At TechPresident.com, Micah Sifry explores the vast contrast between the carefully crafted “hope and change” media image of the 2008 Obama presidential campaign, and the stunningly different actual goals and strategies employed by the high-level members of Obama’s inner circle of advisers and campaign officials.
The truth is that Obama was never nearly as free of dependence on big money donors as the reporting suggested, nor was his movement as bottom-up or people-centric as his marketing implied. And this is the big story of 2009, if you ask me, the meta-story of what did, and didn’t happen, in the first year of Obama’s administration. The people who voted for him weren’t organized in any kind of new or powerful way, and the special interests–banks, energy companies, health interests, car-makers, the military-industrial complex–sat first at the table and wrote the menu. Myth met reality, and came up wanting.
The scathing continues throughout this lengthy piece, and is centered around two facets of the Obama campaign that were apparent very early on to those of us who were actually paying attention — first, the Obama campaign’s crucial early donations, the money that got the campaign off the ground and paid for its initial development, was mostly raised in the form of large donations tied directly to powerful individuals and special interests; and second, the supposedly indispensable “grassroots” aspect of the Obama campaign was really seen by top campaign officials as nothing more than a gigantic list-building effort.
In other words, Obama’s presidential campaign was really nothing more than traditional top-down, special interest-driven politics as usual, controlled by a small group of power brokers, yet disguised as a grassroots movement. The power of a grassroots image was recognized and exploited early-on by Obama campaign manager David Plouffe as a strategy for contrasting the relatively unknown Obama to his experienced Democratic rival, Hillary Clinton. Plouffe’s portrayal of Hillary (and later on, John McCain) as DC power brokers controlled by special interests, as opposed to the hopey-changey everyman Obama, surely ranks as one of the most brilliant campaign strategies in recent memory.
Unfortunately, once they moved into the White House, Team Obama and its amateur leader did not suffer setbacks very well. As their true colors began to emerge through their frequent and continued use of old school Chicago-style power and intimidation tactics, more and more people have begun to take note of the deep ties between the Obama Administration and Wall Street, and the general level of incompetence exhibited by Administration officials.
Eventually, there comes a time when most everyone recognizes that the emperor is naked. Or in the case of Barack Obama, clothed in Astroturf and special interest money, and very little else.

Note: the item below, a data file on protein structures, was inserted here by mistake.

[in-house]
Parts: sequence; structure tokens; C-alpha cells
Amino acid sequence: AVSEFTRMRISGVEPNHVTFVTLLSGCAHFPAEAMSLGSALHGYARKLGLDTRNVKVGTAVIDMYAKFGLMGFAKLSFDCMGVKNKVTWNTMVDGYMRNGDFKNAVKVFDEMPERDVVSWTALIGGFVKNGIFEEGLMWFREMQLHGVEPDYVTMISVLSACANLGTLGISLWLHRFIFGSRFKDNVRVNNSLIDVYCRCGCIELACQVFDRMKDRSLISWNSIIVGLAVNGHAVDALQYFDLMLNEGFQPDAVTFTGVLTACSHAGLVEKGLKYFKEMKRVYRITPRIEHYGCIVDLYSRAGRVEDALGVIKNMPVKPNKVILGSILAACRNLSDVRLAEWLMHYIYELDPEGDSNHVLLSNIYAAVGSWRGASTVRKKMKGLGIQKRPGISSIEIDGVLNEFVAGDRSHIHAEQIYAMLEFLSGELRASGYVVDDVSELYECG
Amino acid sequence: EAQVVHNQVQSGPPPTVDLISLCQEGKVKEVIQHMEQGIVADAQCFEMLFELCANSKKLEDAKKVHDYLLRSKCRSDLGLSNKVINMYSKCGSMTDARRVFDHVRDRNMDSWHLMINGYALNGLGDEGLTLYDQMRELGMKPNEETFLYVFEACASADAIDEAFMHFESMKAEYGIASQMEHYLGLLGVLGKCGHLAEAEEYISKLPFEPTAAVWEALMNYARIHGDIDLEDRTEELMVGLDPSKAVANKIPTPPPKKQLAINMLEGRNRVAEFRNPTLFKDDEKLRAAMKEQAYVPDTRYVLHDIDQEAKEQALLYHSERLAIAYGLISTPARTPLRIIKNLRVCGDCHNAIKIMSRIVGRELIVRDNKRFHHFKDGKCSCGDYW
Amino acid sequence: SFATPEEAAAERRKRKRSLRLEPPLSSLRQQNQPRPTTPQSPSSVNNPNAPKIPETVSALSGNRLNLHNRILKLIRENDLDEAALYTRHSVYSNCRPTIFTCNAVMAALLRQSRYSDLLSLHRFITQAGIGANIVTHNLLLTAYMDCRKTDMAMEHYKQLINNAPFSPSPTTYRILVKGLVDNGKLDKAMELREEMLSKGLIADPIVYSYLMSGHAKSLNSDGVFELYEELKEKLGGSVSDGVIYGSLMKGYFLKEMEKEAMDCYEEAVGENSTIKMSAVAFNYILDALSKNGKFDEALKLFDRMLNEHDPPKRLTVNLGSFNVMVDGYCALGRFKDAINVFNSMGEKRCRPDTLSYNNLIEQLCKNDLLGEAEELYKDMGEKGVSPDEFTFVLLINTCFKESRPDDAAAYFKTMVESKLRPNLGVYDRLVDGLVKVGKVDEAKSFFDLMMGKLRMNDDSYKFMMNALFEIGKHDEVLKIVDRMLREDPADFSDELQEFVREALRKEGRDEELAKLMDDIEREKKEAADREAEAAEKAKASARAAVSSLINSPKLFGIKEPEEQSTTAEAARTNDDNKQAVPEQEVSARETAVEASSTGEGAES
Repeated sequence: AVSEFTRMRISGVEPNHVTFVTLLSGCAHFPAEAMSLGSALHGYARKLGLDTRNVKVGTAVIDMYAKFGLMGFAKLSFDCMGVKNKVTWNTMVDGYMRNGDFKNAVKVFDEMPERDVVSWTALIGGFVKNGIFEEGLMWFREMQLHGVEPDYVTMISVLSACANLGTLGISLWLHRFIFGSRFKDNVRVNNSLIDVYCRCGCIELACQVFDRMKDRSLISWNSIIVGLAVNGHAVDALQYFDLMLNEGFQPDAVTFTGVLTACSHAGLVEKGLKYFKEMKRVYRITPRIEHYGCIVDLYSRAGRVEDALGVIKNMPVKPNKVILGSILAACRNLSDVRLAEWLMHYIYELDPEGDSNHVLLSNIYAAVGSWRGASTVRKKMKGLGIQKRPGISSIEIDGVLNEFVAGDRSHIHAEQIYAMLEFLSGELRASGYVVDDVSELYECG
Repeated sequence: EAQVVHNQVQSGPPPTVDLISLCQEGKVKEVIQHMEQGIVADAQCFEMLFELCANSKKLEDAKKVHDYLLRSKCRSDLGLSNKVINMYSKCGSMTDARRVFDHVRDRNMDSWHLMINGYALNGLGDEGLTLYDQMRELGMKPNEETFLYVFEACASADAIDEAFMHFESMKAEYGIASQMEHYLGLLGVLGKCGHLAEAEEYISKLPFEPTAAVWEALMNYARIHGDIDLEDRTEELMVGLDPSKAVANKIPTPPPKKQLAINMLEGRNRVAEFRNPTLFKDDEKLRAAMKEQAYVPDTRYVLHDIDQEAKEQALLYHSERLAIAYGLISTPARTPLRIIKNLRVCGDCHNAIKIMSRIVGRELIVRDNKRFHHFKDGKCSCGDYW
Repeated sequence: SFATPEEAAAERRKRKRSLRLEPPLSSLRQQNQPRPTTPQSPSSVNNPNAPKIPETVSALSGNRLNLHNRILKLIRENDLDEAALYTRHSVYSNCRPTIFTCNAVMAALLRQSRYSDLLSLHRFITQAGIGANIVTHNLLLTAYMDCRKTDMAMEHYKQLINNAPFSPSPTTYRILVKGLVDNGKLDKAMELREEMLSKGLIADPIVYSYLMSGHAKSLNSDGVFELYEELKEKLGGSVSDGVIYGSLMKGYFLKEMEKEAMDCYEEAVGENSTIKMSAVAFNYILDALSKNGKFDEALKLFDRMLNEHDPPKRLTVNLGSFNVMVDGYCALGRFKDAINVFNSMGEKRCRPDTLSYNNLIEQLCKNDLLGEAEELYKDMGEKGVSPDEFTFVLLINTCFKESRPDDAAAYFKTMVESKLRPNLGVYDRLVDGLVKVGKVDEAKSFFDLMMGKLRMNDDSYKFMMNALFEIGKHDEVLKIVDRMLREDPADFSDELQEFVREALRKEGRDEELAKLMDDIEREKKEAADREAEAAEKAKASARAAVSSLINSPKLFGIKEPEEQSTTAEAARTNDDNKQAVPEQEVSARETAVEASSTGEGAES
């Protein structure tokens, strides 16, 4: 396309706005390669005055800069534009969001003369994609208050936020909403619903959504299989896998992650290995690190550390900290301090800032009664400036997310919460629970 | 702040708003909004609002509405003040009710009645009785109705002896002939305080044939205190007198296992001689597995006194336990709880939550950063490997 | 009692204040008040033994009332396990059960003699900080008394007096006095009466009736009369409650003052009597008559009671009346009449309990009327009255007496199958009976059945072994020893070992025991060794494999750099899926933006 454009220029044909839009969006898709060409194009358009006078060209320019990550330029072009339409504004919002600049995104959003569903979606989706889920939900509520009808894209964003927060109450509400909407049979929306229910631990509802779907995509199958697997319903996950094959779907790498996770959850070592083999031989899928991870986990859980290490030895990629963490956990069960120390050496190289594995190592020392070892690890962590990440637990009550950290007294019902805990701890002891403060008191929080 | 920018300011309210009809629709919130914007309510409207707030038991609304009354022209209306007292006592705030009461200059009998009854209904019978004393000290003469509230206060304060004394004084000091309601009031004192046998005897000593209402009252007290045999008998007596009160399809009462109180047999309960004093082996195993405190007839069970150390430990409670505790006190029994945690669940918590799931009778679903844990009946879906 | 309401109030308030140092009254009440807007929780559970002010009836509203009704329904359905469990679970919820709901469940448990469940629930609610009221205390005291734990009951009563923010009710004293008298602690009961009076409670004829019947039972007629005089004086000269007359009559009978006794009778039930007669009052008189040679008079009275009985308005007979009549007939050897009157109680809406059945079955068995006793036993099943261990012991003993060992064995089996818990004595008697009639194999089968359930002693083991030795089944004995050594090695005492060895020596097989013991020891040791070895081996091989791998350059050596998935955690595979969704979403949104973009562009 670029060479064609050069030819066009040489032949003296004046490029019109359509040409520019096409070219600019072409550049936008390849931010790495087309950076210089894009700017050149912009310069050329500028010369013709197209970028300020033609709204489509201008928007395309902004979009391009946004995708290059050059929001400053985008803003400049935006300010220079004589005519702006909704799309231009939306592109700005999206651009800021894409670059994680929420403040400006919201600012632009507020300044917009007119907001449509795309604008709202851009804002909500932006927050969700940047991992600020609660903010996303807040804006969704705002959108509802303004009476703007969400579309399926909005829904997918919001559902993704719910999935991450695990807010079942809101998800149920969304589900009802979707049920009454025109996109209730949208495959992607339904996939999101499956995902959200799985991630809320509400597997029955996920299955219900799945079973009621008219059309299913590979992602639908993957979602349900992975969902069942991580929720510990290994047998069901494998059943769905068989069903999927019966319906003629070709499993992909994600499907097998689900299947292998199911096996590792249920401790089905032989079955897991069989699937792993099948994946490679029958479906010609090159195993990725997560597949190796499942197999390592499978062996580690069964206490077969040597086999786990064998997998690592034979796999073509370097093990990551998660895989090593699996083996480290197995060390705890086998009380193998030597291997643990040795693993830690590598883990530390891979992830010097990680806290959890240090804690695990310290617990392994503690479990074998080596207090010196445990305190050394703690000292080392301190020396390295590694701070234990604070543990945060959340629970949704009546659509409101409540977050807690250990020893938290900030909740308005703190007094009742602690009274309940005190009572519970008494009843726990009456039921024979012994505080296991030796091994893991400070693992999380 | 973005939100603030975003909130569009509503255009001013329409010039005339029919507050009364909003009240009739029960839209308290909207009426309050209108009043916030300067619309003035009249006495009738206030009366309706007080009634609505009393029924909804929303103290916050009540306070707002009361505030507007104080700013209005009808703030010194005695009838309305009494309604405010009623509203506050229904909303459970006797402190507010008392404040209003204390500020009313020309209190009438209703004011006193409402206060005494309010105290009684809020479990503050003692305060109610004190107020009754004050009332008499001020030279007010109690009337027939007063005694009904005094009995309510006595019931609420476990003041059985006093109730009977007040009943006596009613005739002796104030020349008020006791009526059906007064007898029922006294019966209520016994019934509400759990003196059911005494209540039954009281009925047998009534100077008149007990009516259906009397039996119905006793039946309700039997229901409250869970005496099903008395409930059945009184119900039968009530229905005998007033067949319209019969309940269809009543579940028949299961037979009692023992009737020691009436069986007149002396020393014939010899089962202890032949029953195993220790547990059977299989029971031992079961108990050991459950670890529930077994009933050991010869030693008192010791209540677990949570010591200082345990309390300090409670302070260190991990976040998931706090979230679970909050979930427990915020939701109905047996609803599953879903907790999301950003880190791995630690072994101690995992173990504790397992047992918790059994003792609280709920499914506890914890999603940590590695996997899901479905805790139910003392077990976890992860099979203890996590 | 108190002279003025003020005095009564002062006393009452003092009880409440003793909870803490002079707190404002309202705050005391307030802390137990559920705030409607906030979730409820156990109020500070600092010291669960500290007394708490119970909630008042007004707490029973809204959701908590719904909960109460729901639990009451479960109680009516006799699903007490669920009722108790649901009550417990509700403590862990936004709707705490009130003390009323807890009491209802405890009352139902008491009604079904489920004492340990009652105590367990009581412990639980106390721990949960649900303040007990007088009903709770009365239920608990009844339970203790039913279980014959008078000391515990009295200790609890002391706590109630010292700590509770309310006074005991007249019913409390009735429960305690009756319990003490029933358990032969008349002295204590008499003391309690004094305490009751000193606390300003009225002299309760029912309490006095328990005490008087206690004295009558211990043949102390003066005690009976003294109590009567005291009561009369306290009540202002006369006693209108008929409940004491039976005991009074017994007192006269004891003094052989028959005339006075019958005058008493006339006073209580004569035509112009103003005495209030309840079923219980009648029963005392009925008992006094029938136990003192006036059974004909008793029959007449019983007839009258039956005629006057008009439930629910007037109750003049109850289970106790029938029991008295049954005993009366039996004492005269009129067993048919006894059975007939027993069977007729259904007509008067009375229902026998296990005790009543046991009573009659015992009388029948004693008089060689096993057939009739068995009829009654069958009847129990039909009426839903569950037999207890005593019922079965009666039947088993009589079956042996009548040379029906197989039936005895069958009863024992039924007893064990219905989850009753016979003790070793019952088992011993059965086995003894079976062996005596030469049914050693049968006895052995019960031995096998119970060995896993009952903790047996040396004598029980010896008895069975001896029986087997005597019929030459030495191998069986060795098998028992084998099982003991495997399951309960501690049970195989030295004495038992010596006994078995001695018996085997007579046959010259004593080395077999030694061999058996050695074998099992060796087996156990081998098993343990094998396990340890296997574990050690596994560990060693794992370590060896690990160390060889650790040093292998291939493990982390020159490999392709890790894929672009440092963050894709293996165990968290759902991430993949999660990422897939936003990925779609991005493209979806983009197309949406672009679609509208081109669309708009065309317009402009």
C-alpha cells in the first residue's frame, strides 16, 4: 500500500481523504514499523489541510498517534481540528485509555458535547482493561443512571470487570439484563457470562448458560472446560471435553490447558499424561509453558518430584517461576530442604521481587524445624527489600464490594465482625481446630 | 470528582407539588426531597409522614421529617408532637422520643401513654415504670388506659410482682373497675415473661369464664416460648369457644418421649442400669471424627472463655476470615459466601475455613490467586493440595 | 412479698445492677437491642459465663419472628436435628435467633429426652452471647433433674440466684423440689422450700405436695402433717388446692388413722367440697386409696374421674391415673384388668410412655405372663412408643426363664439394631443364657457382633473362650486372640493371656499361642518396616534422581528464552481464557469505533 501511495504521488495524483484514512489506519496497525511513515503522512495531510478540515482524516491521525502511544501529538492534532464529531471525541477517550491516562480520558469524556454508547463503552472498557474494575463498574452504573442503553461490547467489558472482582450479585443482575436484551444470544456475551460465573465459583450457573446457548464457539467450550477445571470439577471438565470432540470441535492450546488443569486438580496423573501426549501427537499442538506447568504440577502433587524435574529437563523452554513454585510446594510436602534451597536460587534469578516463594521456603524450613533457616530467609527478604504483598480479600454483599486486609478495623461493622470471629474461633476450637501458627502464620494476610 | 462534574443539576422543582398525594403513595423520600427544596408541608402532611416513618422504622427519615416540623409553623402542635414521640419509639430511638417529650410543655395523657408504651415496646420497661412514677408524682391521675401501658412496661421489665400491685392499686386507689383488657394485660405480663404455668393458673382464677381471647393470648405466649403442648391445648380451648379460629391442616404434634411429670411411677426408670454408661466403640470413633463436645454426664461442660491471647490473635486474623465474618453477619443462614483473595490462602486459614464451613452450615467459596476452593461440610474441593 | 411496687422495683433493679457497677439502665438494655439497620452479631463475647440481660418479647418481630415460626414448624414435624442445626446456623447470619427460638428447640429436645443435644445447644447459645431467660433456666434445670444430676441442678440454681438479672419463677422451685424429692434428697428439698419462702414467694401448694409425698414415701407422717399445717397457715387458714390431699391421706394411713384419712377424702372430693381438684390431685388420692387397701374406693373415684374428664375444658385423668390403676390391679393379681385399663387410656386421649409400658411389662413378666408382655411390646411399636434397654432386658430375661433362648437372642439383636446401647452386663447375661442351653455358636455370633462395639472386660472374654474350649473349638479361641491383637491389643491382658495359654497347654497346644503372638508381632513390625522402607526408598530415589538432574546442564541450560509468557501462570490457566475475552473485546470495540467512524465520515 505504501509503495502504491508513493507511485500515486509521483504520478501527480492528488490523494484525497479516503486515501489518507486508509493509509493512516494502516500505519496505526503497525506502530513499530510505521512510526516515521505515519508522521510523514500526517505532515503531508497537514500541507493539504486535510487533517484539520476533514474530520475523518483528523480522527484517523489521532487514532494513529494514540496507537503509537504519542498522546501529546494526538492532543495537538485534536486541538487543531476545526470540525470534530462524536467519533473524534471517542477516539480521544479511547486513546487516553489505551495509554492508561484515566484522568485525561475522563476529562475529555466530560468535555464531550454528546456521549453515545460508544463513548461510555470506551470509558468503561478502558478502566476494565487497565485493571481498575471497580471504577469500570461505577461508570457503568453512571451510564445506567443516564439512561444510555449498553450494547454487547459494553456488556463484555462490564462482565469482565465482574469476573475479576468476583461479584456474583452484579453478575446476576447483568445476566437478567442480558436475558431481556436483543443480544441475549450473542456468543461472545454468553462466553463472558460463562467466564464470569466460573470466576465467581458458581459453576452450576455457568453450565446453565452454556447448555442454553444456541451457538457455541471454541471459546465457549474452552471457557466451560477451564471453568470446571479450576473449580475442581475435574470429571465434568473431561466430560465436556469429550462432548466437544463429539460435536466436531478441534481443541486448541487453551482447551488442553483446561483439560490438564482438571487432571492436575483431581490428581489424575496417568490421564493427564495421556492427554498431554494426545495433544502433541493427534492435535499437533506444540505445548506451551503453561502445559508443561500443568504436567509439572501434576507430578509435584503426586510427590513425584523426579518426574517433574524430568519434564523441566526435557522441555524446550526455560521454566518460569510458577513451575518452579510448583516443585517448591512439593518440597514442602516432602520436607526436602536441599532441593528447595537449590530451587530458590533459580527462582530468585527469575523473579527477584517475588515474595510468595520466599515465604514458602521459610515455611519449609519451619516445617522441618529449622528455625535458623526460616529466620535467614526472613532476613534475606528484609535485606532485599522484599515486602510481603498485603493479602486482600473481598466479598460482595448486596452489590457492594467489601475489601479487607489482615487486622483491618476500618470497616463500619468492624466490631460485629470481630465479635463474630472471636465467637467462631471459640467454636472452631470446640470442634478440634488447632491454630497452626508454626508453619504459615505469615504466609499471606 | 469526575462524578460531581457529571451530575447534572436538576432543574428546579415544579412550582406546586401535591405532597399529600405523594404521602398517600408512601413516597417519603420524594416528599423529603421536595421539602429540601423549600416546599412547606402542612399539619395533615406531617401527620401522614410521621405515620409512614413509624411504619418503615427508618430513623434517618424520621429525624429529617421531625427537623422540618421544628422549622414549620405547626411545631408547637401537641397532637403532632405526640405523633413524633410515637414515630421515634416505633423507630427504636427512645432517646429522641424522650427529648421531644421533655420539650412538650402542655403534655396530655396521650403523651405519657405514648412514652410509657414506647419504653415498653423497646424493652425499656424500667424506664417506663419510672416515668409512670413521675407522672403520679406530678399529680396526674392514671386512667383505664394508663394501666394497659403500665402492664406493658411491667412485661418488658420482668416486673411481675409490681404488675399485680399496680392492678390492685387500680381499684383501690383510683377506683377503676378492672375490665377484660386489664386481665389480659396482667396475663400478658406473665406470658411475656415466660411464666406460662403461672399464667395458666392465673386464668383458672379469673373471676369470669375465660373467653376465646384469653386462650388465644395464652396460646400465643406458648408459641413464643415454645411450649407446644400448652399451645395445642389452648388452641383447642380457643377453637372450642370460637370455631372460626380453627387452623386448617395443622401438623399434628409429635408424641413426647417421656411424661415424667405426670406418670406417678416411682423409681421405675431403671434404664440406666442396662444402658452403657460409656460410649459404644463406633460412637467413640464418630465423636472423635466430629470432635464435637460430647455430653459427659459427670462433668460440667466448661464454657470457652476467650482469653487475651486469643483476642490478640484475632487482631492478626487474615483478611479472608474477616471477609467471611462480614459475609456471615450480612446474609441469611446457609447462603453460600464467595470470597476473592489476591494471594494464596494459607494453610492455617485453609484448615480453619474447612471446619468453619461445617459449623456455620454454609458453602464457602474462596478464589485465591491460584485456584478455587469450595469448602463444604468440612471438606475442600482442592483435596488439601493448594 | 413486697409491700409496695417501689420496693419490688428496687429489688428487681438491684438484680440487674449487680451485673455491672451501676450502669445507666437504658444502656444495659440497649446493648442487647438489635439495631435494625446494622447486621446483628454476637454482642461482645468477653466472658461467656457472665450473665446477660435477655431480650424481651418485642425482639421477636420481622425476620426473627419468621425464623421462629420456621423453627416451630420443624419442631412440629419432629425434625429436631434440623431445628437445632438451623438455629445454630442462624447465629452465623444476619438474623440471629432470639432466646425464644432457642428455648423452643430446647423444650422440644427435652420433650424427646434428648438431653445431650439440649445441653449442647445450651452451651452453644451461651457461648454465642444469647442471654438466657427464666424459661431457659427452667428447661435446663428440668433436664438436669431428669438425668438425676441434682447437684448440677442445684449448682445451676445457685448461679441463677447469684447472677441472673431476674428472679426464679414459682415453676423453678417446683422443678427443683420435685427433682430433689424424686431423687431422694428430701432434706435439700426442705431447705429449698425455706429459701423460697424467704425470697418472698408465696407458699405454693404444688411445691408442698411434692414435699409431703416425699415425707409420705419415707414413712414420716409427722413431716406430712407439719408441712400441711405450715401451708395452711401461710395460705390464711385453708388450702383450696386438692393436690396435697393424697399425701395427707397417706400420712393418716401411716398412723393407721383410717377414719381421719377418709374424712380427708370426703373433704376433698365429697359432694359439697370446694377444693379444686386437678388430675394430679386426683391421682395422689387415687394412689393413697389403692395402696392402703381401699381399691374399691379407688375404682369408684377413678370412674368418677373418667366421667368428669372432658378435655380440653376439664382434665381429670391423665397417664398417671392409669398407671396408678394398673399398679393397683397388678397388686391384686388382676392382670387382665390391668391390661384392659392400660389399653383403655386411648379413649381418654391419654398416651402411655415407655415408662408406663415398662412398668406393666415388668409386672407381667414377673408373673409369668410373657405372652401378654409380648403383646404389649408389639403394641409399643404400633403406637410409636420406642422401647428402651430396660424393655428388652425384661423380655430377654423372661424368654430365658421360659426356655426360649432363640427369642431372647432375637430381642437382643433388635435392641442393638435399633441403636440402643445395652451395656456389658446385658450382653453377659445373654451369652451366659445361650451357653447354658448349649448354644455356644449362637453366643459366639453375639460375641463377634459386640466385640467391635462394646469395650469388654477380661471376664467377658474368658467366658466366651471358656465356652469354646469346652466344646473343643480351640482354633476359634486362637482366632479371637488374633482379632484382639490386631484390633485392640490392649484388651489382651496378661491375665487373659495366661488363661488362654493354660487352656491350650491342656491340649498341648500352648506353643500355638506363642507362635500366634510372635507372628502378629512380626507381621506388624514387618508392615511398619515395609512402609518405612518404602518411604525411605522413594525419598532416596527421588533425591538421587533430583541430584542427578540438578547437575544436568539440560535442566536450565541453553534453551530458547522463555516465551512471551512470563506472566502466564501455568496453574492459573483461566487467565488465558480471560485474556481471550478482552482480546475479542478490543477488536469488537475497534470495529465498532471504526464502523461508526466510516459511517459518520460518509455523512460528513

ADDED 01-04-10: Micah Sifry just published a response to this piece, in which he outlines his vision of what an appropriate response from Team Obama to its grassroots organizations should have looked like, after 2008 election:
The problem, I think, is that Obama didn’t really believe in having an outside strategy, or at least not one that he completely controlled. During the campaign he did everything he could to bottle up anyone who might offer an outside strategy–which made a certain sense in presidential campaign terms (527s and independent expenditure groups often end up wasting resources and working at odds with a campaign’s priorities) …
How could they have addressed the problem of local OFA groups wanting to go their own way, without embarrassing the White House if their demands strayed from the message emanating from the Oval Office? They could have given those local groups a choice (rather than an edict): “If you want funding and staff support from the DNC, accept policy direction from us. If you want to organize on your own, you’re on your own.” That would have led to a situation where some volunteers would have chosen to affiliate with the DNC (and heck, doesn’t the Democratic party want more local chapters–obviously that question is complicated by local politics), and some would have said, we’d rather be independent.
… Instead, right now you have David Plouffe, Mitch Stewart, Jeremy Bird, Natalie Foster et al–people I respect for their hard work–trying to command and control a volunteer movement. That can only work if the base is really motivated, and it obviously isn’t working very well now.
I think the Republicans will encounter similar problems if they attempt to integrate Tea Party organizations into their 2010 campaign strategy, and then control the Tea Party groups in a top-down command fashion. Republicans, are you paying attention?